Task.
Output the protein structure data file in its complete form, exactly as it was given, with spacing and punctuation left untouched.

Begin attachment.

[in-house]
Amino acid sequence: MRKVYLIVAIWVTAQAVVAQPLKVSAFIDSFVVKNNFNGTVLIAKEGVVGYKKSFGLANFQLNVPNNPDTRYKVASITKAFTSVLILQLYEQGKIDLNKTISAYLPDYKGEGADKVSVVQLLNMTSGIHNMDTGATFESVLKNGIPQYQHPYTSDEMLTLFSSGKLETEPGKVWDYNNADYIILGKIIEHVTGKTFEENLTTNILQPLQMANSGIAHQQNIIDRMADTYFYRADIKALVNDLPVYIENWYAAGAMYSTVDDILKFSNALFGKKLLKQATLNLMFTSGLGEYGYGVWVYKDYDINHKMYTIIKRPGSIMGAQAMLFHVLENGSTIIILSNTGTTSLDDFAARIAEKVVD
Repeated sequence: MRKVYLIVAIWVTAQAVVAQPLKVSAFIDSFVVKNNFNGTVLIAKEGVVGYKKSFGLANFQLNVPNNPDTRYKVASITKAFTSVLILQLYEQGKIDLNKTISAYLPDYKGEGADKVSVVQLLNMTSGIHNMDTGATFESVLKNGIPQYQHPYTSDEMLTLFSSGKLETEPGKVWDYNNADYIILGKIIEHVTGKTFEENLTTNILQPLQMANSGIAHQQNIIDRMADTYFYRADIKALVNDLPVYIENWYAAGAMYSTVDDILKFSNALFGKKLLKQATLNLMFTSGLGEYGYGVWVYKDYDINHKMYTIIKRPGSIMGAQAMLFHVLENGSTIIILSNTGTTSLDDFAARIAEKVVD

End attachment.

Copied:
[in-house]
Amino acid sequence: MRKVYLIVAIWVTAQAVVAQPLKVSAFIDSFVVKNNFNGTVLIAKEGVVGYKKSFGLANFQLNVPNNPDTRYKVASITKAFTSVLILQLYEQGKIDLNKTISAYLPDYKGEGADKVSVVQLLNMTSGIHNMDTGATFESVLKNGIPQYQHPYTSDEMLTLFSSGKLETEPGKVWDYNNADYIILGKIIEHVTGKTFEENLTTNILQPLQMANSGIAHQQNIIDRMADTYFYRADIKALVNDLPVYIENWYAAGAMYSTVDDILKFSNALFGKKLLKQATLNLMFTSGLGEYGYGVWVYKDYDINHKMYTIIKRPGSIMGAQAMLFHVLENGSTIIILSNTGTTSLDDFAARIAEKVVD
Repeated sequence: MRKVYLIVAIWVTAQAVVAQPLKVSAFIDSFVVKNNFNGTVLIAKEGVVGYKKSFGLANFQLNVPNNPDTRYKVASITKAFTSVLILQLYEQGKIDLNKTISAYLPDYKGEGADKVSVVQLLNMTSGIHNMDTGATFESVLKNGIPQYQHPYTSDEMLTLFSSGKLETEPGKVWDYNNADYIILGKIIEHVTGKTFEENLTTNILQPLQMANSGIAHQQNIIDRMADTYFYRADIKALVNDLPVYIENWYAAGAMYSTVDDILKFSNALFGKKLLKQATLNLMFTSGLGEYGYGVWVYKDYDINHKMYTIIKRPGSIMGAQAMLFHVLENGSTIIILSNTGTTSLDDFAARIAEKVVD